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How Mughals occupied Hindustan?

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Ibrahim Lodhi was a very strict ruler. All the chieftains and the rich turned against him and they invited Babar to attack Hindustan for occupation. Babar attacked Hindustan and occupied Hindustan.

The Mughal Emperors, from the early 16th century to the mid 19th century, built and ruled the Mughal Empire on the Indian subcontinent, mainly corresponding to the modern countries of India, Pakistan, Afghanistan and Bangladesh. The Mughals were a branch of the Timurid dynasty of Turco-Mongol origin from Central Asia. Their power rapidly dwindled during the 18th century and the last of the emperors was deposed in 1857, with the establishment of the British Raj.[1] Mughal emperors were of direct descent from Timur (generally known in western nations as Tamerlane), and also affiliated with Genghis Khan, because of Tamerlane’s marriage with a Genghisid princess.

The Mughals also had significant Indian Rajput and Persian ancestry through marriage alliances, as emperors were born to Rajput and Persian princesses.[2][3] Only the first two Mughal emperors, Babur and Humayun, were fully Central Asian (Turkic people), whereas Akbar was half-Persian (his mother was of Persian origin), Jahangir was half-Rajput and quarter-Persian, and Shah Jahan was three-quarters Rajput.[4]

At their Empire's greatest extent in the late 17th and early 18th centuries, Mughals controlled much of the Indian subcontinent, extending from Bengal in the east to Kabul and Sindh in the west, Kashmir in the north to the Kaveri basin in the south.[5] Its population at the time has been estimated as between 110 and 150 million (a quarter of the world's population), over a territory of more than 4 million square kilometres (1.2 million square miles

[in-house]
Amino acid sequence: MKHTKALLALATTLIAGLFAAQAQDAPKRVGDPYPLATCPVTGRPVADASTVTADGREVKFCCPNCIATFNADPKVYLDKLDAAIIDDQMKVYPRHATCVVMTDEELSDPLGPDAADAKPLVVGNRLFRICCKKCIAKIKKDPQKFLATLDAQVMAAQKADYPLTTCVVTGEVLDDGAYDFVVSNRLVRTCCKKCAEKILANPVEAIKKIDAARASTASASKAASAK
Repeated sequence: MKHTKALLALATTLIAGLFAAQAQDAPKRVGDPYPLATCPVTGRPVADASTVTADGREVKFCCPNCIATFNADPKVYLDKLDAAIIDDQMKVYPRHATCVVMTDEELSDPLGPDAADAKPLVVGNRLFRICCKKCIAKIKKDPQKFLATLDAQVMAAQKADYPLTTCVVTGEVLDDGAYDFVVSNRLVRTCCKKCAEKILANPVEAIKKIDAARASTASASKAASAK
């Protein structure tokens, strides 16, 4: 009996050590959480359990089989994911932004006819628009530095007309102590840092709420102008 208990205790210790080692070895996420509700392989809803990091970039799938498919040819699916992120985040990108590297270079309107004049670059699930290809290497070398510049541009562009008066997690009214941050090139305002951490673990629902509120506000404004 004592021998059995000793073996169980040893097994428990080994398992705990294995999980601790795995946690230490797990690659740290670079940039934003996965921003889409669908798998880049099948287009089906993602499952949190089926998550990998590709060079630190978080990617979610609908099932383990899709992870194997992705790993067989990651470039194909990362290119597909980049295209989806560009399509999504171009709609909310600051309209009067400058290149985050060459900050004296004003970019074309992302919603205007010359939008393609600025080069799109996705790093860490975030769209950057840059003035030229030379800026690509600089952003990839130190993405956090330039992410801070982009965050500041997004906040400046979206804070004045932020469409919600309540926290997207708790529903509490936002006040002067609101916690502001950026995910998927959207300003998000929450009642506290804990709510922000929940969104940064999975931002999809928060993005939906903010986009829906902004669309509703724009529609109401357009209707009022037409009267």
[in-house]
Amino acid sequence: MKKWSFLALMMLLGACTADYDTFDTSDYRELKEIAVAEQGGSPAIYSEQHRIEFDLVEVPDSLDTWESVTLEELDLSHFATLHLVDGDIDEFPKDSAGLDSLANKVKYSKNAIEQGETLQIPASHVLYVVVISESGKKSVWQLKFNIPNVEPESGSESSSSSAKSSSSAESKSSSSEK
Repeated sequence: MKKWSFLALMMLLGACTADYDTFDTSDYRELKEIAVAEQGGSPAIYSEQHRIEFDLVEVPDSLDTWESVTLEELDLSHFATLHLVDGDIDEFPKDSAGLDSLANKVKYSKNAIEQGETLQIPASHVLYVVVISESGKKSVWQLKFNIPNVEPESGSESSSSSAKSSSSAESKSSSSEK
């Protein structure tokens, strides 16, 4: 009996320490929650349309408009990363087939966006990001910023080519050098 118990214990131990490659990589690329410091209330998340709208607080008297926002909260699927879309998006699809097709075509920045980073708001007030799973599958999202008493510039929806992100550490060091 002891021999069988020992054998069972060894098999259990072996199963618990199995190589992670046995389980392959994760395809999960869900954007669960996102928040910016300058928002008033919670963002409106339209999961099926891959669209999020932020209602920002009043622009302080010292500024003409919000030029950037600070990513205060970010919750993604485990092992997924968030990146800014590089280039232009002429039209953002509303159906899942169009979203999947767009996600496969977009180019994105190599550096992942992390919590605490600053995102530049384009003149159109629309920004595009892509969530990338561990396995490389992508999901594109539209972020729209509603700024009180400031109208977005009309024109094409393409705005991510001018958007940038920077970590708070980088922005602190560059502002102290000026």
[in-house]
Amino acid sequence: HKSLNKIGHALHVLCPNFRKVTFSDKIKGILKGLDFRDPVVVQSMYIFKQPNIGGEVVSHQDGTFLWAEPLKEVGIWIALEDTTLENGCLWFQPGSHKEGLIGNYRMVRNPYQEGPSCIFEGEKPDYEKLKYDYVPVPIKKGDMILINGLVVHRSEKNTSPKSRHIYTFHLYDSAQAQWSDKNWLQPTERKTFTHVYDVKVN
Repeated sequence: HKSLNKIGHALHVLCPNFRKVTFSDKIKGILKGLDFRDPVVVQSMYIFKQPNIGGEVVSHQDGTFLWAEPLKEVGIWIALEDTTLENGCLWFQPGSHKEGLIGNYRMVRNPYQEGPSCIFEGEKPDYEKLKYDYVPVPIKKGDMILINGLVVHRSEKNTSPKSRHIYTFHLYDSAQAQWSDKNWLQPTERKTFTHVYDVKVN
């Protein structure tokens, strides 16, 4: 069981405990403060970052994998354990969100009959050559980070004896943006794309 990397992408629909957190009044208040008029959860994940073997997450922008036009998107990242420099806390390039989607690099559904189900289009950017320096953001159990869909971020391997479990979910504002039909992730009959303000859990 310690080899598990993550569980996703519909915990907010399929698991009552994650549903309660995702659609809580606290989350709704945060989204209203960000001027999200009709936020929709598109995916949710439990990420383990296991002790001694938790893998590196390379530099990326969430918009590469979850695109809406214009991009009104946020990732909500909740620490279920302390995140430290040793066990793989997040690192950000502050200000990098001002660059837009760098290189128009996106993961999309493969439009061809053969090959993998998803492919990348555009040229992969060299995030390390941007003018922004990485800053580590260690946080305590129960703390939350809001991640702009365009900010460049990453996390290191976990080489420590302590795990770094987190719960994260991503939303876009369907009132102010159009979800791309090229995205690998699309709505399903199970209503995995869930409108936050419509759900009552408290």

Mughal Empire

The Mughal Empire (also referred to as Baburid Empire, Baburid Dynasty) was founded by Zahiriddin Muhammad Babur, a Timurid prince and ruler from Central Asia. Babur was a direct descendant to the Timurid Emperor Tamerlane on his father's side and also had links to Chagatai, the second son of the Mongol ruler Genghis Khan, on his mother’s side.[7] Ousted from his ancestral domains in Turkistan by Sheybani Khan, the 14-year old Prince Babur turned to India to satisfy his ambitions. He established himself in Kabul and then pushed steadily southward into India from Afghanistan through the Khyber Pass.[7] Babur's forces occupied much of northern India after his victory at Panipat in 1526.[7] The preoccupation with wars and military campaigns, however, did not allow the new emperor to consolidate the gains he had made in India.[7] The instability of the empire became evident under his son, Humayun, who was driven out of India and into Persia by rebels.[7] Humayun's exile in Persia established diplomatic ties between the Safavid and Mughal Courts, and led to increasing West Asian cultural influence in the Mughal court. The restoration of Mughal rule began after Humayun’s triumphant return from Persia in 1555, but he died from a fatal accident shortly afterwards.[7] Humayun's son, Akbar, succeeded to the throne under a regent, Bairam Khan, who helped consolidate the Mughal Empire in India
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